Command separators in Linux

March 23, 2021

Commands can also be combined in such a way that they are executed in a particular sequence.

Command1; command2

A command line can consist of multiple commands. Each command is separated by a semicolon, and the command line is terminated with a newline. The exit status is that of the last command in the chain of commands.

The first command is executed, and the second one is started as soon as the first one has finished:

$ w; date

Output:

satish@app:/home/satish$ w; date
 12:55:08 up 276 days, 22:29,  2 users,  load average: 5.72, 4.10, 3.60
USER     TTY      FROM             LOGIN@   IDLE   JCPU   PCPU WHAT
satish   pts/0    103.146.216.131  10:26    4.00s  0.45s  0.07s sshd: satish [priv]
Fri Mar 21 12:55:08 IST 2021
satish@app:/home/satish$
$ w ; date > whoandwhen

Output from the date command will be redirected to the whoandwhen file.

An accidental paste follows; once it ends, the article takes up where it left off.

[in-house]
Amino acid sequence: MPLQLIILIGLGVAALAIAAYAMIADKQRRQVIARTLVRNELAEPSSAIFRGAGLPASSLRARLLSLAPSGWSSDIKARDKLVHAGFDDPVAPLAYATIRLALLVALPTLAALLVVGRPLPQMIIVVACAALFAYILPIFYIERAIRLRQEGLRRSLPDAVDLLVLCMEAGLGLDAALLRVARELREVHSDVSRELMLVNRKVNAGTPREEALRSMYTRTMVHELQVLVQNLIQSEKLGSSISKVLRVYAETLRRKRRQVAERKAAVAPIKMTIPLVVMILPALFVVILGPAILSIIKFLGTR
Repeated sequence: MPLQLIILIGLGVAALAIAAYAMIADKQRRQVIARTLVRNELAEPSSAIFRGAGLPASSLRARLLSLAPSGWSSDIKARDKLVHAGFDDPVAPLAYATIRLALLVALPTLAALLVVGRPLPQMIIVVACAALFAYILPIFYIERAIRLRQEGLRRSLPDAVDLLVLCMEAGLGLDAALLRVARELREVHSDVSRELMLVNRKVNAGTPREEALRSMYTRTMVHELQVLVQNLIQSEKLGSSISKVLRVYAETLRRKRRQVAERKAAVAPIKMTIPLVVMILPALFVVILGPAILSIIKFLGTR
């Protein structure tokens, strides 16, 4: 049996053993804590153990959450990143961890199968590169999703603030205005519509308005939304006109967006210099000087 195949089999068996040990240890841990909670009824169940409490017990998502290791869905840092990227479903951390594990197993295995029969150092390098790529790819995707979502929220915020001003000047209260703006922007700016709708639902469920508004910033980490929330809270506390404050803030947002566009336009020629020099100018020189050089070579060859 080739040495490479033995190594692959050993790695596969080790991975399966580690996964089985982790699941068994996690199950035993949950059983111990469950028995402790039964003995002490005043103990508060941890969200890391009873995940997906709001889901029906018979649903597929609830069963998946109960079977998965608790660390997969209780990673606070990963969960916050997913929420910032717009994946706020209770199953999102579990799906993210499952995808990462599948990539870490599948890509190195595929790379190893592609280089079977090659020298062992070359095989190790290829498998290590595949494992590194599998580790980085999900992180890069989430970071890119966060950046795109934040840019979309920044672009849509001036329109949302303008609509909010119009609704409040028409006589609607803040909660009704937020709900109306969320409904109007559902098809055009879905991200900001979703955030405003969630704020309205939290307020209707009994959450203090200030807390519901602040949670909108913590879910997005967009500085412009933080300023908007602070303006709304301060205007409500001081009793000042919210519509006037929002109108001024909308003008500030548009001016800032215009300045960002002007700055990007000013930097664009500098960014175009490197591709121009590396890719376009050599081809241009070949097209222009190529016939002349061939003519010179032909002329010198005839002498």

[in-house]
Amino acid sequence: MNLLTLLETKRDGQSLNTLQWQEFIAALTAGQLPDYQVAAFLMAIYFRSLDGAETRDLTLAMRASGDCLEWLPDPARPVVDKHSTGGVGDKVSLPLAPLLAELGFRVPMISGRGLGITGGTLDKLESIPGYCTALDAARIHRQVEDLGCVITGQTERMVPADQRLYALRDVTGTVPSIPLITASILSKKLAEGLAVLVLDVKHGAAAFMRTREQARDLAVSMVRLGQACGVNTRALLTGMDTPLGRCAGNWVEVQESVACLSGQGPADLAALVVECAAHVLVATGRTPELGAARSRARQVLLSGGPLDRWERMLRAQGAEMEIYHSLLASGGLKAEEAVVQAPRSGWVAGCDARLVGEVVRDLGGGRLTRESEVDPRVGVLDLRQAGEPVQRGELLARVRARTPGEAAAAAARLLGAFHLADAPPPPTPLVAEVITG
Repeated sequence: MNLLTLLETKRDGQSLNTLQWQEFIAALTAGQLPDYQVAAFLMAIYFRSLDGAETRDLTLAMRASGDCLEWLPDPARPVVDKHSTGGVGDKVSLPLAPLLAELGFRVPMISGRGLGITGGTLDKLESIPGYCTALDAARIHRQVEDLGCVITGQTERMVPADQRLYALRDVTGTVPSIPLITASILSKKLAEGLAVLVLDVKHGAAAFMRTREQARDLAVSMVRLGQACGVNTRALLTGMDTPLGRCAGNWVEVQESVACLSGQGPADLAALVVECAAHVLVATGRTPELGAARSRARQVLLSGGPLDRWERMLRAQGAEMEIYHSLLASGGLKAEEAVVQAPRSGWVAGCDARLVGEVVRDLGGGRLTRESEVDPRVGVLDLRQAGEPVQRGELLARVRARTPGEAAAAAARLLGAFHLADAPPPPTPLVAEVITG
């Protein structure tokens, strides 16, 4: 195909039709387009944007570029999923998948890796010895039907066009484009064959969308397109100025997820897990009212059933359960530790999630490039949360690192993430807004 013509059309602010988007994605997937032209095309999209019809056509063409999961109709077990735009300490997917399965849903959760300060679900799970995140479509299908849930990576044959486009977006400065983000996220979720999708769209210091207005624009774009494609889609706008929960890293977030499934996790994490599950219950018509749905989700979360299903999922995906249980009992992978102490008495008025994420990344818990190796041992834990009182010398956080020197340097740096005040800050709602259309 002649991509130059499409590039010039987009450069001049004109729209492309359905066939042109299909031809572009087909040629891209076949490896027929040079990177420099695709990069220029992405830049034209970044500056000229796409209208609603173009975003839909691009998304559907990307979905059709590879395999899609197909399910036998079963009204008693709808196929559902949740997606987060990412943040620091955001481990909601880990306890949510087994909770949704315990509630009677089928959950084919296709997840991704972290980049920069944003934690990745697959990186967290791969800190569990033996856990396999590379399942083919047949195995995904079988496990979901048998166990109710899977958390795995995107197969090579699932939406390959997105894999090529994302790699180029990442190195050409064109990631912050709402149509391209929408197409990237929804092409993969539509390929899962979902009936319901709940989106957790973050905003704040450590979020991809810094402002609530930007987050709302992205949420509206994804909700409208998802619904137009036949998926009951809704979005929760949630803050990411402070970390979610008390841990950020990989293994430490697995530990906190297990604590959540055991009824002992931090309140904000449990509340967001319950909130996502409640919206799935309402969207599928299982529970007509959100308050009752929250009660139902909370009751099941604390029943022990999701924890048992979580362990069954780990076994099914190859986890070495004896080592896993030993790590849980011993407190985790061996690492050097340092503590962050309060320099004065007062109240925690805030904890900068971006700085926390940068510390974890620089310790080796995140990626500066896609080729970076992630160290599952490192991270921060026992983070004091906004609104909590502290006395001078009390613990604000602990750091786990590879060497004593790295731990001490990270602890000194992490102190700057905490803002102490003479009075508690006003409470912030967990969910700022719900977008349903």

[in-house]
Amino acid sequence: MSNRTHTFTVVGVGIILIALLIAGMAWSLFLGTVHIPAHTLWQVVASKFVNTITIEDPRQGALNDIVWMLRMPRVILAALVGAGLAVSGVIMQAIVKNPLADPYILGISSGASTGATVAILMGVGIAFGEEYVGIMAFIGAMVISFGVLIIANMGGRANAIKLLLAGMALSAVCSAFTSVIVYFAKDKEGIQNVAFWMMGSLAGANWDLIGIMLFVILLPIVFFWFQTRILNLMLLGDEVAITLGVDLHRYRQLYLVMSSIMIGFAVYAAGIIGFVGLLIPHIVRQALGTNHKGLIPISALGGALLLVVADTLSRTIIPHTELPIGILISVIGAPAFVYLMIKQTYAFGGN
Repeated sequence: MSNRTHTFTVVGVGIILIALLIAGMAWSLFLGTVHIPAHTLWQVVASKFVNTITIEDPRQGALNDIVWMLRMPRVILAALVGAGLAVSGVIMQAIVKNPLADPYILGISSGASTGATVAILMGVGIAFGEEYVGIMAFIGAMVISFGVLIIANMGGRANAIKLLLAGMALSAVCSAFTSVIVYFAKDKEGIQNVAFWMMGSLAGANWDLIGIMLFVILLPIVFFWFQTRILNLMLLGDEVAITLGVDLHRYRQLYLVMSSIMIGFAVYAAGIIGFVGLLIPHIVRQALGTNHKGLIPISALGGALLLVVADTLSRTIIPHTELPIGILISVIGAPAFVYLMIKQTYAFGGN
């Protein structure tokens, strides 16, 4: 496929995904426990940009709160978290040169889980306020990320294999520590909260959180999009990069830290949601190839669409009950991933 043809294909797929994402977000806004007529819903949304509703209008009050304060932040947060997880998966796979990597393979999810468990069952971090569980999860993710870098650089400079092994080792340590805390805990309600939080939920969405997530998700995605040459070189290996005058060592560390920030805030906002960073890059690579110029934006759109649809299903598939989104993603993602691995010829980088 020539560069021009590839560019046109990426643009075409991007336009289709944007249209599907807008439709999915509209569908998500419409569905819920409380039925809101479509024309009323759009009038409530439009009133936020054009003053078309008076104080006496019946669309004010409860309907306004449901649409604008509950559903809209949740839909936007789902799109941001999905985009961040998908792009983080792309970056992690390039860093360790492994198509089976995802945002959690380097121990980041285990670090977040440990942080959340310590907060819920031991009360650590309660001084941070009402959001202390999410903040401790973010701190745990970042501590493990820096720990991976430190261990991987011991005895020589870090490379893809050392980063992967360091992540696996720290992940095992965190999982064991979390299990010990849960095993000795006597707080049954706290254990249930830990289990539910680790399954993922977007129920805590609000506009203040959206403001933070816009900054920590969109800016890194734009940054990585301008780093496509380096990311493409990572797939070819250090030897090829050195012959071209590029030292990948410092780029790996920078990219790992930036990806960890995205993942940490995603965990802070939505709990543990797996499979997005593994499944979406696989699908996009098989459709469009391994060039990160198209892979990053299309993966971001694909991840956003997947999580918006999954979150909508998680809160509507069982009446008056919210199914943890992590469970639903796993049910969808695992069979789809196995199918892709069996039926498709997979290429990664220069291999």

In the preceding example, we can see that when we put multiple commands on the same line, but separated by the ; command, then those commands execute sequentially one by one:

$ date; who am iTue Mar 10 23:21:38 PDT 201student  pts/0        2015-03-10 23:12 (:0.0)

In the preceding example, the date command is executed first and the who am I command will be executed next. Both the commands are typed on the same lines, separated by the ; command.

Command grouping

Commands may also be grouped so that all of the output is either piped to another command or redirected to a file:

$ ( ls; pwd; date ) > outputfile

The output of each of the commands is sent to the file, outputfile. The spaces inside the parentheses are necessary:

$ ( w ; date ) > whoandwhen

The output of the w command and date will be redirected to the whoandwhen file:

$ (echo "***x.c***";cat x.c) > log.txt

Output:

This redirects the content of x.c with a heading ***x.c*** to the file out:

$ (pwd; ls; date) > log.txt

Output:

This redirects the output of commands pwd, ls, and date in the log.txt file.

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